22. Finally got a around to watching Interstellar. Pretty good movie all around. I enjoyed the fact that much of the science behind the plot and various scenes was at least plausible. Though the giant waves on the water planet seem to indicate a ridiculously short tidal cycle... planet must be spinning like a top. Visually interesting, pretty decent acting and a plot that wasn't ridiculous... that's a pretty solid B, B+ effort.
  23. "Scorpions" by Noah Feldman. A history of four of FDRs more consequential SOCUS appointments - Jackson, Black, Frankfurter and Douglas. Very interesting people with different legal philosophies and styles. Frequently not very attractive people BTW. Good read. Fun fact: based on a pretty good description in the book I was able to narrow down and possibly identify the home of Jackson's mistress where he suffered a fatal heart attack.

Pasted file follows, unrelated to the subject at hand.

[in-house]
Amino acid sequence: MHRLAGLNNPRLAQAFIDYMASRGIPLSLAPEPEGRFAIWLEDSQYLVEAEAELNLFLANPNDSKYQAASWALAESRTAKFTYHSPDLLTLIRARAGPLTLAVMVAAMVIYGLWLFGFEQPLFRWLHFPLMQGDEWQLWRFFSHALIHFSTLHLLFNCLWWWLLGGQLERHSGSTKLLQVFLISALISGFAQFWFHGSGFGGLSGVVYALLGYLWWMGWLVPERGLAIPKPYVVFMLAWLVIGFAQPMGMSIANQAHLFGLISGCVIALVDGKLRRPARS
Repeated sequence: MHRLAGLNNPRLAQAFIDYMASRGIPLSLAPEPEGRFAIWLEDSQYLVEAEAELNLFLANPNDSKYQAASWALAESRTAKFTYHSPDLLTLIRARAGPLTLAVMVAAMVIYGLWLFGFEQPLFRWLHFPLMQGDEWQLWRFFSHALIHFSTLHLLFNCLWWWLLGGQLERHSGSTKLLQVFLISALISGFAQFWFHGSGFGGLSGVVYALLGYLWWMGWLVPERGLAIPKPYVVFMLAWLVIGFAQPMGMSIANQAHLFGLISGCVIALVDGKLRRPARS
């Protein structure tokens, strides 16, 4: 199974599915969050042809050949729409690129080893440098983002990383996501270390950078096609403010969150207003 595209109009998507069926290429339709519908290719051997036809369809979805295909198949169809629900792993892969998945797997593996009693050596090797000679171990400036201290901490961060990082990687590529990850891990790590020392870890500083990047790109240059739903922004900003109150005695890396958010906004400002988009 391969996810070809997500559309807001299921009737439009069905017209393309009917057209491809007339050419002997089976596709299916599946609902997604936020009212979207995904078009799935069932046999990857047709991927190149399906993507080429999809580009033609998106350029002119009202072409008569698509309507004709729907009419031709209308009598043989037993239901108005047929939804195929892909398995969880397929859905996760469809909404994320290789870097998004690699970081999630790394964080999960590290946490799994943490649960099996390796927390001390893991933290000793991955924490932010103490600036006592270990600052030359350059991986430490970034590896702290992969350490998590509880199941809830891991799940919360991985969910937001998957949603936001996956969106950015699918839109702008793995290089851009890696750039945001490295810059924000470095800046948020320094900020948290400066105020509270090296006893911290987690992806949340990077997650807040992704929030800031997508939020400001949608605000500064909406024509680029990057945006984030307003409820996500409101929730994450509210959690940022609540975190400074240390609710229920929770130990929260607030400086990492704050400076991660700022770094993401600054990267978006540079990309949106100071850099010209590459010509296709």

24. Pelecanos is my favorite living author. Agree with everything you've posted here. For a long time I've been meaning to PM you about Pelecanos since you live in the D.C. area.I can vouch for his detail and "feel". I was reading one of his stories and a character "came up Militarty, turned on 39th and parked on the corner of Livingston" (or words to that affect) to stake out a well heeled lawyers house. Well not only can you find that block... it's exactly the kind of neighborhood where well heeled lawyers DO live. Same thing happened with a marina bar in southern Maryland he placed a character in. I'm reasonably sure I know the place (go for the soft shells in season). He really does do his homework and has a great feel for the neighborhoods of the city. My only slight complaint is he does tend to like happy endings - and in many places and I'd say especially in DC that isn't always a given. But that is a pretty minor squawk.